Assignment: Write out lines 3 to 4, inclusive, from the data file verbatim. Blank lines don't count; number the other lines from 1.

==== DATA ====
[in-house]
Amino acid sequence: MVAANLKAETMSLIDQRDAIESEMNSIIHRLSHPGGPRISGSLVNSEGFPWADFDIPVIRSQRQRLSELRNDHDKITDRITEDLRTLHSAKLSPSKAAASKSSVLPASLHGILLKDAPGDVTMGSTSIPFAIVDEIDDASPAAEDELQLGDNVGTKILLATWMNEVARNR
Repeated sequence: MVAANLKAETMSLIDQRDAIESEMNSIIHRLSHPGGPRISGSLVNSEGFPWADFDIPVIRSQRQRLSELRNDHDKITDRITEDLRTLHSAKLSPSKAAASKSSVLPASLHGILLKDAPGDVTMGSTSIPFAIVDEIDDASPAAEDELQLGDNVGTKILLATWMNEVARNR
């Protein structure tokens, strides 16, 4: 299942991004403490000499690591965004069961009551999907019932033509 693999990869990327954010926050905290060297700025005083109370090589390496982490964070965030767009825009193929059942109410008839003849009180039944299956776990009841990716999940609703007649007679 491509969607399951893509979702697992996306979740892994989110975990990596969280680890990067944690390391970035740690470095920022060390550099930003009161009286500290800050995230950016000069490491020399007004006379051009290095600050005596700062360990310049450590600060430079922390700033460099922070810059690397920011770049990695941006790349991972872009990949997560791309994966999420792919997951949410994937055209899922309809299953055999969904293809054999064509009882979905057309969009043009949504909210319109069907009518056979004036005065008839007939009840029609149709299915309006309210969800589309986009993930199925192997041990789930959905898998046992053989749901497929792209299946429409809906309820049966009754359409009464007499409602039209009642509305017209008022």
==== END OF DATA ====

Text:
Repeated sequence: MVAANLKAETMSLIDQRDAIESEMNSIIHRLSHPGGPRISGSLVNSEGFPWADFDIPVIRSQRQRLSELRNDHDKITDRITEDLRTLHSAKLSPSKAAASKSSVLPASLHGILLKDAPGDVTMGSTSIPFAIVDEIDDASPAAEDELQLGDNVGTKILLATWMNEVARNR
């Protein structure tokens, strides 16, 4: 299942991004403490000499690591965004069961009551999907019932033509 693999990869990327954010926050905290060297700025005083109370090589390496982490964070965030767009825009193929059942109410008839003849009180039944299956776990009841990716999940609703007649007679 491509969607399951893509979702697992996306979740892994989110975990990596969280680890990067944690390391970035740690470095920022060390550099930003009161009286500290800050995230950016000069490491020399007004006379051009290095600050005596700062360990310049450590600060430079922390700033460099922070810059690397920011770049990695941006790349991972872009990949997560791309994966999420792919997951949410994937055209899922309809299953055999969904293809054999064509009882979905057309969009043009949504909210319109069907009518056979004036005065008839007939009840029609149709299915309006309210969800589309986009993930199925192997041990789930959905898998046992053989749901497929792209299946429409809906309820049966009754359409009464007499409602039209009642509305017209008022």